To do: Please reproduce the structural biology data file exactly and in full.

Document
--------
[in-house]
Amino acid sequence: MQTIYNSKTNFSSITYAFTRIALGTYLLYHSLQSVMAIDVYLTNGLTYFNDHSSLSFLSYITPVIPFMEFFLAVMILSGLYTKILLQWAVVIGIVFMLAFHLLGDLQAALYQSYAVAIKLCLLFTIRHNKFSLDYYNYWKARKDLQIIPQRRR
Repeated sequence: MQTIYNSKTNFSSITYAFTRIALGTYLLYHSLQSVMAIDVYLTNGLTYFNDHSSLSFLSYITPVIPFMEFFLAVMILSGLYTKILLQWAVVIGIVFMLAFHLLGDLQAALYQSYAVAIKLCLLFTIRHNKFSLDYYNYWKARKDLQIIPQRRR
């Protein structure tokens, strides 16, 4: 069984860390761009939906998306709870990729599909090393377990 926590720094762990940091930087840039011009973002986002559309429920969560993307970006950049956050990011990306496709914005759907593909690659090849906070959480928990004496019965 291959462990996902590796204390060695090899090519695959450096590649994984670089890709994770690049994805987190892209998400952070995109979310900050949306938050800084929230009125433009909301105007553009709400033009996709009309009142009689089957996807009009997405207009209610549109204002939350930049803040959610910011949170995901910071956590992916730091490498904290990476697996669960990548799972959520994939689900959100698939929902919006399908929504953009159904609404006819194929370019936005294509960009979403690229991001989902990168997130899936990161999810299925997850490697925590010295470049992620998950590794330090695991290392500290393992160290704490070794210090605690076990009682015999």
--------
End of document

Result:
[in-house]
Amino acid sequence: MQTIYNSKTNFSSITYAFTRIALGTYLLYHSLQSVMAIDVYLTNGLTYFNDHSSLSFLSYITPVIPFMEFFLAVMILSGLYTKILLQWAVVIGIVFMLAFHLLGDLQAALYQSYAVAIKLCLLFTIRHNKFSLDYYNYWKARKDLQIIPQRRR
Repeated sequence: MQTIYNSKTNFSSITYAFTRIALGTYLLYHSLQSVMAIDVYLTNGLTYFNDHSSLSFLSYITPVIPFMEFFLAVMILSGLYTKILLQWAVVIGIVFMLAFHLLGDLQAALYQSYAVAIKLCLLFTIRHNKFSLDYYNYWKARKDLQIIPQRRR
């Protein structure tokens, strides 16, 4: 069984860390761009939906998306709870990729599909090393377990 926590720094762990940091930087840039011009973002986002559309429920969560993307970006950049956050990011990306496709914005759907593909690659090849906070959480928990004496019965 291959462990996902590796204390060695090899090519695959450096590649994984670089890709994770690049994805987190892209998400952070995109979310900050949306938050800084929230009125433009909301105007553009709400033009996709009309009142009689089957996807009009997405207009209610549109204002939350930049803040959610910011949170995901910071956590992916730091490498904290990476697996669960990548799972959520994939689900959100698939929902919006399908929504953009159904609404006819194929370019936005294509960009979403690229991001989902990168997130899936990161999810299925997850490697925590010295470049992620998950590794330090695991290392500290393992160290704490070794210090605690076990009682015999």